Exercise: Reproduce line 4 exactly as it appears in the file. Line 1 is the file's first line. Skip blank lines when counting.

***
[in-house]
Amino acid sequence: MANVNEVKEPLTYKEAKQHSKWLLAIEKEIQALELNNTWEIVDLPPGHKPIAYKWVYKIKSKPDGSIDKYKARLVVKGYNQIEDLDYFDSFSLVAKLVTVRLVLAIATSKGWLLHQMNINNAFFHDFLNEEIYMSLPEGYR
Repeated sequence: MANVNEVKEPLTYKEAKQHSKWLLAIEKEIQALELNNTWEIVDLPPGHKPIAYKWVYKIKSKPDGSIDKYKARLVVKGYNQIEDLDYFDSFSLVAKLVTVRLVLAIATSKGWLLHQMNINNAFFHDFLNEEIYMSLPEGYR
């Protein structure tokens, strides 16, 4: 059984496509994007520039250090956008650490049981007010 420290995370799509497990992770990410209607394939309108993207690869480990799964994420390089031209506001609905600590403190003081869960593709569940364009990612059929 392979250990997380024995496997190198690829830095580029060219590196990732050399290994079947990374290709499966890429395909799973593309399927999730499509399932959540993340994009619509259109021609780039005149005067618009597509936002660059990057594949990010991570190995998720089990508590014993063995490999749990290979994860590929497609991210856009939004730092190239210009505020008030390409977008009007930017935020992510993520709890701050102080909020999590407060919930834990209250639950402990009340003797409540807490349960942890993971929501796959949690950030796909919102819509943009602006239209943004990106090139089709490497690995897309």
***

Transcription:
């Protein structure tokens, strides 16, 4: 059984496509994007520039250090956008650490049981007010 420290995370799509497990992770990410209607394939309108993207690869480990799964994420390089031209506001609905600590403190003081869960593709569940364009990612059929 392979250990997380024995496997190198690829830095580029060219590196990732050399290994079947990374290709499966890429395909799973593309399927999730499509399932959540993340994009619509259109021609780039005149005067618009597509936002660059990057594949990010991570190995998720089990508590014993063995490999749990290979994860590929497609991210856009939004730092190239210009505020008030390409977008009007930017935020992510993520709890701050102080909020999590407060919930834990209250639950402990009340003797409540807490349960942890993971929501796959949690950030796909919102819509943009602006239209943004990106090139089709490497690995897309």